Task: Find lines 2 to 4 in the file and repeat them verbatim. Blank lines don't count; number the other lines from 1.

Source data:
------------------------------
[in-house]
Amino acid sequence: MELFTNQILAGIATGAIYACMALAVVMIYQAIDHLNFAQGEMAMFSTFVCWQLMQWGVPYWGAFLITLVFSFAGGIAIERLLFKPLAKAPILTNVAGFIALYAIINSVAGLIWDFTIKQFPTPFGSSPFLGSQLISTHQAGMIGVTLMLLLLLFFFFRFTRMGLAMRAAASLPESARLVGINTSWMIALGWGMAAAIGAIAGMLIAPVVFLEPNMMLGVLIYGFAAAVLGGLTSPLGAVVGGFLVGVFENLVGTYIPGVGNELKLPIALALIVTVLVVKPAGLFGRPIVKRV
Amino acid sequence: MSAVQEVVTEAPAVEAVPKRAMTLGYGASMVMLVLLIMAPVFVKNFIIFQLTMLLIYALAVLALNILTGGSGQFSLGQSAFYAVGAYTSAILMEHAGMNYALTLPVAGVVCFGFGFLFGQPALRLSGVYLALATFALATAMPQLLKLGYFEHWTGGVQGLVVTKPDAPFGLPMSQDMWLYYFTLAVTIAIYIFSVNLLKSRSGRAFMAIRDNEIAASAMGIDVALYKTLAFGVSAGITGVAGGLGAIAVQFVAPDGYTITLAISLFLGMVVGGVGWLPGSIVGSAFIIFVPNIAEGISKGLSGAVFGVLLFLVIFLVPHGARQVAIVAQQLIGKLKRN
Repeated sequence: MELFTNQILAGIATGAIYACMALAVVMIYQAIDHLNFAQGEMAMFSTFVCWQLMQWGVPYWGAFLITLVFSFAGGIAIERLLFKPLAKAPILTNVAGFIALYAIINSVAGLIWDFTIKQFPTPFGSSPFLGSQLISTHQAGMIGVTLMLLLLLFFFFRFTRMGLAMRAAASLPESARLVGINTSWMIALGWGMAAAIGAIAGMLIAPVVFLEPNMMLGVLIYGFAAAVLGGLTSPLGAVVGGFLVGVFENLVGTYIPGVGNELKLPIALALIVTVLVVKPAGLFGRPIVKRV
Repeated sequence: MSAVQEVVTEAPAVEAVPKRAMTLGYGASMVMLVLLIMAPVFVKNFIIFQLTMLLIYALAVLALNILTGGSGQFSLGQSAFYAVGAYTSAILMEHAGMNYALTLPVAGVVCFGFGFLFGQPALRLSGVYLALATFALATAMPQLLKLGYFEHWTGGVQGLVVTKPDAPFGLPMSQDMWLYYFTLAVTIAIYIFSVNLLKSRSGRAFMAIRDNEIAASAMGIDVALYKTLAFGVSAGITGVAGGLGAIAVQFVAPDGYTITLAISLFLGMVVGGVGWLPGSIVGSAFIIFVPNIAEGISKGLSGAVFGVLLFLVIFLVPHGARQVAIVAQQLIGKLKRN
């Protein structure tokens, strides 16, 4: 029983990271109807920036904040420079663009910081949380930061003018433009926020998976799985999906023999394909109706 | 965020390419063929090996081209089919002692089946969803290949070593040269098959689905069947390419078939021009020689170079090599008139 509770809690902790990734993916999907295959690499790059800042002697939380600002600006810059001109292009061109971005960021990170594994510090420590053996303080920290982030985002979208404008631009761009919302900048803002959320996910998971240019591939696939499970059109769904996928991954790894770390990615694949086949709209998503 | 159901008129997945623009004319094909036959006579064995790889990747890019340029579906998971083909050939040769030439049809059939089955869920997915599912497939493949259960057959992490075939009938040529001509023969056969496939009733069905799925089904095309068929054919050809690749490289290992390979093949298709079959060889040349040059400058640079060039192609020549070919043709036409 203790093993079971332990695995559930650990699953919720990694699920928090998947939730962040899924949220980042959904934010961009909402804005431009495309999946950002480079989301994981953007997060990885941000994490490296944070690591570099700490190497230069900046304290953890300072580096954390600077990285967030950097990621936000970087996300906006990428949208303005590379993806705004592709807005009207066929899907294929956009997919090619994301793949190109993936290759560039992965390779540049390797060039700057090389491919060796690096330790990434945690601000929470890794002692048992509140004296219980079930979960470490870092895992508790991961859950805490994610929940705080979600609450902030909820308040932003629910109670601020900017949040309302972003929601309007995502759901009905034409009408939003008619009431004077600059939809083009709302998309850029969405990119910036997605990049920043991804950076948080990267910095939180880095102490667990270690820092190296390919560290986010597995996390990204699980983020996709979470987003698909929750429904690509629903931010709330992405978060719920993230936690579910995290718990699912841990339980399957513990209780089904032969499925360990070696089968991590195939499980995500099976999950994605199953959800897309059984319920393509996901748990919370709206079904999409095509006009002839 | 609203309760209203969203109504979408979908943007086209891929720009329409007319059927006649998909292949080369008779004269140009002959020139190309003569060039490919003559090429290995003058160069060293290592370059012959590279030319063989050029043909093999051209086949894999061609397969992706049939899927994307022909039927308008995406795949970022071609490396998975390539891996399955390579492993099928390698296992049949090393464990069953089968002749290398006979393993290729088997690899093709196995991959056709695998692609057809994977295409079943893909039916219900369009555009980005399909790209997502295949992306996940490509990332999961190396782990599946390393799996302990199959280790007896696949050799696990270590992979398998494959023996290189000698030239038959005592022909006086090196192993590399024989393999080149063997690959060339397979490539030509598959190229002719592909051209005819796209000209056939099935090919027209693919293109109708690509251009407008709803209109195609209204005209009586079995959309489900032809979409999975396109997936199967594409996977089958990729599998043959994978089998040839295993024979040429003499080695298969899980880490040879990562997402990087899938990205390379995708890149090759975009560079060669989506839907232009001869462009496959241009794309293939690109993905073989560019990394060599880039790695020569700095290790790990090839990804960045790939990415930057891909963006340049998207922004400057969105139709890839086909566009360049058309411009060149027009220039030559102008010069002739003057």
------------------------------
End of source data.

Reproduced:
Amino acid sequence: MELFTNQILAGIATGAIYACMALAVVMIYQAIDHLNFAQGEMAMFSTFVCWQLMQWGVPYWGAFLITLVFSFAGGIAIERLLFKPLAKAPILTNVAGFIALYAIINSVAGLIWDFTIKQFPTPFGSSPFLGSQLISTHQAGMIGVTLMLLLLLFFFFRFTRMGLAMRAAASLPESARLVGINTSWMIALGWGMAAAIGAIAGMLIAPVVFLEPNMMLGVLIYGFAAAVLGGLTSPLGAVVGGFLVGVFENLVGTYIPGVGNELKLPIALALIVTVLVVKPAGLFGRPIVKRV
Amino acid sequence: MSAVQEVVTEAPAVEAVPKRAMTLGYGASMVMLVLLIMAPVFVKNFIIFQLTMLLIYALAVLALNILTGGSGQFSLGQSAFYAVGAYTSAILMEHAGMNYALTLPVAGVVCFGFGFLFGQPALRLSGVYLALATFALATAMPQLLKLGYFEHWTGGVQGLVVTKPDAPFGLPMSQDMWLYYFTLAVTIAIYIFSVNLLKSRSGRAFMAIRDNEIAASAMGIDVALYKTLAFGVSAGITGVAGGLGAIAVQFVAPDGYTITLAISLFLGMVVGGVGWLPGSIVGSAFIIFVPNIAEGISKGLSGAVFGVLLFLVIFLVPHGARQVAIVAQQLIGKLKRN
Repeated sequence: MELFTNQILAGIATGAIYACMALAVVMIYQAIDHLNFAQGEMAMFSTFVCWQLMQWGVPYWGAFLITLVFSFAGGIAIERLLFKPLAKAPILTNVAGFIALYAIINSVAGLIWDFTIKQFPTPFGSSPFLGSQLISTHQAGMIGVTLMLLLLLFFFFRFTRMGLAMRAAASLPESARLVGINTSWMIALGWGMAAAIGAIAGMLIAPVVFLEPNMMLGVLIYGFAAAVLGGLTSPLGAVVGGFLVGVFENLVGTYIPGVGNELKLPIALALIVTVLVVKPAGLFGRPIVKRV